Recently I was looking around t’interweb for some new lingerie. Now, I’m a little on the large side. I’ve been blessed (and sometimes cursed) with G cup boobs, I have a chubby belly, thick thighs and stretch marks. Oh, and I’ve recently put on two stone in weight. This weight gain had knocked my confidence, but I’m really trying to work on that and thought some new, well fitting, pretty lingerie would really help my self esteem.
I went to all my usual lingerie favourites, Boux Avenue and Ann Summers, but was quite disappointed with the choice on both. I was even more disappointed that Boux Avenue didn’t have a ‘plus size’ section, just a DD+ bra section with little choice. I was even more disappointed to see that those modelling the bigger bras in BA and the models in the plus size section in Ann Summers were all teeny with small waists. It seems as though they are deemed ‘plus size’ due to their large breasts and butts. While these models were gorgeous, it was hard to imagine that they were at all ‘plus size’ as they all looked around size 12 and 14.
Out of interest, I looked around further online at stores that cater solely for plus size. I looked in particular at popular plus size retailer Yours, and was even more shocked to find that they were all also teeny but again, with larger breasts. There were no fat bellies and stretch marks in sight, features that I certainly have and certainly associate with plus size. This is not to say that all plus size people have fat bellies, some may certainly have a flat stomach and small waist; however, Yours clothing, for example, cater specifically for plus size figures up to a size 32, and particularly in the lingerie section, there seemed to be no size 32 models in sight, indeed they all looked no more than size 16/18. That’s a whole lot of figures that are left out.
So, in true Rachel Rambling On fashion, I took to Twitter to express my frustrations. I had set out to find some lovely lingerie to make myself feel more confident, but the models had such different figures from me, such slim bodies with wide hips and big breasts, completely unrealistic for me, and for many other plus sized lovelies I’m sure. This really put me off buying the lingerie. I felt that the lingerie would look awful on me, I just couldn’t imagine what they’d look like on me.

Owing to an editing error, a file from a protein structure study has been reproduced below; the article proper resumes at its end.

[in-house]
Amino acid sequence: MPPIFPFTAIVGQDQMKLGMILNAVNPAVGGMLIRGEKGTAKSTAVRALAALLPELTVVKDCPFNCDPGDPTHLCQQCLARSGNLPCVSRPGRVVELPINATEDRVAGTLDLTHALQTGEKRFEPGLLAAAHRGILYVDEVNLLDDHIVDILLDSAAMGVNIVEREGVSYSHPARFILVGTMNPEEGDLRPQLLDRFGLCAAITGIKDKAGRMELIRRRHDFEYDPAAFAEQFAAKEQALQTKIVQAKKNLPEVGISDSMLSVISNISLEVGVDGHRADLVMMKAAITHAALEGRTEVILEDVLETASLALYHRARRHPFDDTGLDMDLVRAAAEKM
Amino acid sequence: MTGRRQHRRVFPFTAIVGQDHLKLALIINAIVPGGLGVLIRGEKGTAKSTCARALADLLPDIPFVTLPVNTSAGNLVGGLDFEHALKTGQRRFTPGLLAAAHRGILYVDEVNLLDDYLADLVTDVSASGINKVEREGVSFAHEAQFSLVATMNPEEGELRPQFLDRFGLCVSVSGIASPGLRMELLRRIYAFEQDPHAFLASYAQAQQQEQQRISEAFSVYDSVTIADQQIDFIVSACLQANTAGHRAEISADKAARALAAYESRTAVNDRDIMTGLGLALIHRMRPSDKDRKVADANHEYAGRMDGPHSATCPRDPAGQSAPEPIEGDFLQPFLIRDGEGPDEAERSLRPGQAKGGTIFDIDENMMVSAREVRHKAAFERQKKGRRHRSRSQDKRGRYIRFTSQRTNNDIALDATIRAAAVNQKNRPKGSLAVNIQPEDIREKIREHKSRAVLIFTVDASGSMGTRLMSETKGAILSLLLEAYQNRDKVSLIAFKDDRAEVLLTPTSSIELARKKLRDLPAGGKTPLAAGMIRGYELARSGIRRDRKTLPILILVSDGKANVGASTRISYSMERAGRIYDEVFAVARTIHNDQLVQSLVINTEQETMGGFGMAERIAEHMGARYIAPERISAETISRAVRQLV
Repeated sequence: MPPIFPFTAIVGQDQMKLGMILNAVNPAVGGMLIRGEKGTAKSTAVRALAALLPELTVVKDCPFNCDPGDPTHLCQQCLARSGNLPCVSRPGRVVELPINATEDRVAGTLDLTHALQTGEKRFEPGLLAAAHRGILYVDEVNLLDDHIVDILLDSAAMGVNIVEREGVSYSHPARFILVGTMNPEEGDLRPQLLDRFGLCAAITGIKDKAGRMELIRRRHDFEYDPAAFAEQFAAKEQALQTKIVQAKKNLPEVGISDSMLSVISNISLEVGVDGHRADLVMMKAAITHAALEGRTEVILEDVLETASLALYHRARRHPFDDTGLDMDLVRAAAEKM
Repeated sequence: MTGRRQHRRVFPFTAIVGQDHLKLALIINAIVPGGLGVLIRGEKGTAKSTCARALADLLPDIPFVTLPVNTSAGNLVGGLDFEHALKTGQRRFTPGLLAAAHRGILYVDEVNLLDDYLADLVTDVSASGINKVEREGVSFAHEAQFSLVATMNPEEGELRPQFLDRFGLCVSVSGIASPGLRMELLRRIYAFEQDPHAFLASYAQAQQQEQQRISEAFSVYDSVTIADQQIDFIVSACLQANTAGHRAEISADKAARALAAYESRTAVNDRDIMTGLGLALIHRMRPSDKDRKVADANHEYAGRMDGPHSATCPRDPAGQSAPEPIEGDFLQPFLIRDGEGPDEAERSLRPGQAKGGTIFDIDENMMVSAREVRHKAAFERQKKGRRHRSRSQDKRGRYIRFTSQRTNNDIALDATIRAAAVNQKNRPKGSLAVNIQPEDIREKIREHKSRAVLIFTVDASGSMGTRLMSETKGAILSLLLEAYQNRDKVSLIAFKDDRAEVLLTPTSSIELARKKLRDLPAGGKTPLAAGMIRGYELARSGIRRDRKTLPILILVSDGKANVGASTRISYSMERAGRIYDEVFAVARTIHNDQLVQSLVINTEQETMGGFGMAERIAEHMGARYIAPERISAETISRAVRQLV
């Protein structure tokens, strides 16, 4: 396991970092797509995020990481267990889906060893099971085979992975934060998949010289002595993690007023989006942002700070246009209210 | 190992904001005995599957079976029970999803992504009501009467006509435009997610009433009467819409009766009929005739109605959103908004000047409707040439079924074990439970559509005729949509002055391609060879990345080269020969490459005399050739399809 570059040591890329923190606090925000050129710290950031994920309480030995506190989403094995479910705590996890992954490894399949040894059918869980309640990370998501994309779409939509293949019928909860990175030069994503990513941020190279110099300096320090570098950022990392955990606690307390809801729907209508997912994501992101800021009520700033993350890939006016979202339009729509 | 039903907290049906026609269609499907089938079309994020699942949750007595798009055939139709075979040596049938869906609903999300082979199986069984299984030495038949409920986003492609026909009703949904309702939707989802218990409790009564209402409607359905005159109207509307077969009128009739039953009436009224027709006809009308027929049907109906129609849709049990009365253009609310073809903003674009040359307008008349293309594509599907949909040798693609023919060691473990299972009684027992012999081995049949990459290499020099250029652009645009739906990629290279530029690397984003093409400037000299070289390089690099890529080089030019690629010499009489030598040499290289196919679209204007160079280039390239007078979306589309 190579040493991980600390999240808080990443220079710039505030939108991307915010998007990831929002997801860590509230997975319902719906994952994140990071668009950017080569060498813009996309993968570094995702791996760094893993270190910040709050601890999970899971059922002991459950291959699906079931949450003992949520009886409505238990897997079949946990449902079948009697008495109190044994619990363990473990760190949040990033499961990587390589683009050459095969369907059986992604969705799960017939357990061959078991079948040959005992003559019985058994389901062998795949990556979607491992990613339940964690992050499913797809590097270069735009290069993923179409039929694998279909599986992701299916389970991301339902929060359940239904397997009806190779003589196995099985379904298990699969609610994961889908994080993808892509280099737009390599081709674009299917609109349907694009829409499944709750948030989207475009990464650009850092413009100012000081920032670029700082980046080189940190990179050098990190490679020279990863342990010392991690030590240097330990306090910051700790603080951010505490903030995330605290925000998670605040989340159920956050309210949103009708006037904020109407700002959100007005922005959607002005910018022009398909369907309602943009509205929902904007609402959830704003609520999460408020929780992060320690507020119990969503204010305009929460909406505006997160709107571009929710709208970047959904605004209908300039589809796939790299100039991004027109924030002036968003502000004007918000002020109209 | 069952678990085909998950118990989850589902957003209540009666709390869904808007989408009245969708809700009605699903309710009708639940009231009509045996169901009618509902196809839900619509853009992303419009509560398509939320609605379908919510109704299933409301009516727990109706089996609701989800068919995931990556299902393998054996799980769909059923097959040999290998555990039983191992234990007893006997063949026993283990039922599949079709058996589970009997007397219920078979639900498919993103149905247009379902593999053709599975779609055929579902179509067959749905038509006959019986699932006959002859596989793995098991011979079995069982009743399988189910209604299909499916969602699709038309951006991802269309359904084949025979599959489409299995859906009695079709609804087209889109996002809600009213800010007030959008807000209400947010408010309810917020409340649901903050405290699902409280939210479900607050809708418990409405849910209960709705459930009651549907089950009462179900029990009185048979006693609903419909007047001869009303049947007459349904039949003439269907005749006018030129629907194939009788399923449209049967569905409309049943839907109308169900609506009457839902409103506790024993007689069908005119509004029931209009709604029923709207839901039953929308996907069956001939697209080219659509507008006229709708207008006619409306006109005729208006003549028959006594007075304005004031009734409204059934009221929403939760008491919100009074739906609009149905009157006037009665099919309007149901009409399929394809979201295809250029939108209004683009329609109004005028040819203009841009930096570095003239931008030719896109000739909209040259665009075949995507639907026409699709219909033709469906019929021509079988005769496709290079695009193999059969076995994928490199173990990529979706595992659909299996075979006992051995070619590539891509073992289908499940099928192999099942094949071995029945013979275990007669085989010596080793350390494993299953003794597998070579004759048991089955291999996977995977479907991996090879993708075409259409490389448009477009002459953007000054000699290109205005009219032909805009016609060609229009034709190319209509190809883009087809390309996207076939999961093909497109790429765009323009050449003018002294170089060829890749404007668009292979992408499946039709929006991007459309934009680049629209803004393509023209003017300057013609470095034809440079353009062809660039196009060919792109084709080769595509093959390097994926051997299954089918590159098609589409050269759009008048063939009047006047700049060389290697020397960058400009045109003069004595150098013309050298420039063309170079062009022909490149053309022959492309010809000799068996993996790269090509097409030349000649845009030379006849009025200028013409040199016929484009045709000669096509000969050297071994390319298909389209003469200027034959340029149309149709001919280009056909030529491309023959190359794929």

I found that I wasn’t the only one that felt this way. My Twitter notifications were constant, lots of other plus sized lovelies agreed with me and most people felt put off buying from companies who use slim ‘plus sized’ models. There were a number of conversations where we discussed how actually, although we were put off buying from these companies and often our confidence got knocked, we have no other choice. A girl needs clothes and lingerie.
As you can see, they state plus sized models must be between 12-16 clothing size, but then go on to use Evans as an example of a plus size clothing store, stating that they cater for size 16+. This means that the biggest recommended size for a plus size model is the smallest size that a plus size range carries. Where is the representation for the rest of the plus size group?
Apparently one of the main reasons for this is because fat doesn’t sell. After a conversation on Twitter with someone who used to work in fashion, they revealed that when they
tested ‘plus size’ vs REAL plus size models, the realistic shots sold -68% less.
That being said, there are some companies who are doing their bit to represent the average plus sized body type. Aerie’s campaign to use unairbrushed photos and gorgeous models with chubby bellies, cellulite and stretch marks is definitely a step in the right direction. I hope eventually, high street stores start to take this on board.
At the moment, I’m unsure of how I personally can help this move forward. As a plus size woman myself, I feel that something clearly needs to change. I think one of the huge problems lies in society itself, almost like there’s a fear of being fat, so any clothes modelled on a fat person don’t seem to sell that well.
Society had a long way to go, but if more brands follow in the footsteps of Aerie, I feel that the plus size industry will thrive even further, abolishing body image issues, feelings of low self esteem and in turn, promoting a more realistic plus size body image.
Please get in touch with your thoughts.
You can tweet me at @rachramblingon.